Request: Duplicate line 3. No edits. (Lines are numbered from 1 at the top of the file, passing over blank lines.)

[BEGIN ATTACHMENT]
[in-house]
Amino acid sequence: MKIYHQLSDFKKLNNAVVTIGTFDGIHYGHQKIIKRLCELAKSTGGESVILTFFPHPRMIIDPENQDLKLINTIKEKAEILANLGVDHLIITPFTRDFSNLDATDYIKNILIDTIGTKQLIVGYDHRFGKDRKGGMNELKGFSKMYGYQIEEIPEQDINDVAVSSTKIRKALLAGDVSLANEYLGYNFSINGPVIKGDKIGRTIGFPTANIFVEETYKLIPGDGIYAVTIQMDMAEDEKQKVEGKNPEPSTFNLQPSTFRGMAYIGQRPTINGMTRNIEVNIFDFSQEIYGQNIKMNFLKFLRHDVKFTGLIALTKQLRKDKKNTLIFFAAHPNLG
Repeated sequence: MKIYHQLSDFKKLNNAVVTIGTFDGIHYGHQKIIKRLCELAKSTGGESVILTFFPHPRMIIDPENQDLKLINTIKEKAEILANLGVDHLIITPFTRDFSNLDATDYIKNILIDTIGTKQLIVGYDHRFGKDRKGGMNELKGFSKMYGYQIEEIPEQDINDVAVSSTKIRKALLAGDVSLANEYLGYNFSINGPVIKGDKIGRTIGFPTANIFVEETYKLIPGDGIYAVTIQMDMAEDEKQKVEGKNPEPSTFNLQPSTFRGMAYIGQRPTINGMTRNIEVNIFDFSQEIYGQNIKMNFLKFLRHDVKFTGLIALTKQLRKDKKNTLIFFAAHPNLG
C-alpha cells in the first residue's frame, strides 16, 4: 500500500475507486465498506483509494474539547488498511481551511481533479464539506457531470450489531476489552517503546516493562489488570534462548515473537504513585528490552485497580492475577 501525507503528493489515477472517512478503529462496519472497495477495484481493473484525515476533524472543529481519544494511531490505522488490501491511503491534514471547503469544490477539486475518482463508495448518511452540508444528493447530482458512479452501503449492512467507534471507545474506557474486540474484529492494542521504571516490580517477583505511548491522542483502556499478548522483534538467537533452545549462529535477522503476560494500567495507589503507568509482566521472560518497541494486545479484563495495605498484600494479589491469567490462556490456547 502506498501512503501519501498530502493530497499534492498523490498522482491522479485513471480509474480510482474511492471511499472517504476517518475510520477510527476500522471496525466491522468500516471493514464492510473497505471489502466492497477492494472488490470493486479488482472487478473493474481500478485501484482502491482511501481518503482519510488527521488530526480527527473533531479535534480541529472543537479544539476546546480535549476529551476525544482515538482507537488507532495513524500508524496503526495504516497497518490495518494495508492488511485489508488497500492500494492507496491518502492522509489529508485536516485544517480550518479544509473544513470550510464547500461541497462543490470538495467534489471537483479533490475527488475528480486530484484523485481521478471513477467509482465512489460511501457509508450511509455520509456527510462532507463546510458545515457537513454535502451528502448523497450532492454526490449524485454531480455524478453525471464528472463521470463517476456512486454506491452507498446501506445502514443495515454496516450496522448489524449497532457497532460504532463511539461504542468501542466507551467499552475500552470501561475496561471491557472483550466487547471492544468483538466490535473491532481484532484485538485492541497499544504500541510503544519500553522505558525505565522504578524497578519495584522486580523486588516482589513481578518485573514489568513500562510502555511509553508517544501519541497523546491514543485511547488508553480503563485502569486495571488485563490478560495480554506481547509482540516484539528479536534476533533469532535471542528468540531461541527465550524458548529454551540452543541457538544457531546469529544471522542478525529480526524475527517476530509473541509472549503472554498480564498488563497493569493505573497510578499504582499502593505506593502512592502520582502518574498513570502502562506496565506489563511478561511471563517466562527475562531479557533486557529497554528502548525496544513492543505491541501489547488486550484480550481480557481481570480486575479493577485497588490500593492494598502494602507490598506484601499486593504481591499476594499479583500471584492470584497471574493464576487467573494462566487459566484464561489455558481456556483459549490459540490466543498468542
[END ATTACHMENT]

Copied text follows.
Repeated sequence: MKIYHQLSDFKKLNNAVVTIGTFDGIHYGHQKIIKRLCELAKSTGGESVILTFFPHPRMIIDPENQDLKLINTIKEKAEILANLGVDHLIITPFTRDFSNLDATDYIKNILIDTIGTKQLIVGYDHRFGKDRKGGMNELKGFSKMYGYQIEEIPEQDINDVAVSSTKIRKALLAGDVSLANEYLGYNFSINGPVIKGDKIGRTIGFPTANIFVEETYKLIPGDGIYAVTIQMDMAEDEKQKVEGKNPEPSTFNLQPSTFRGMAYIGQRPTINGMTRNIEVNIFDFSQEIYGQNIKMNFLKFLRHDVKFTGLIALTKQLRKDKKNTLIFFAAHPNLG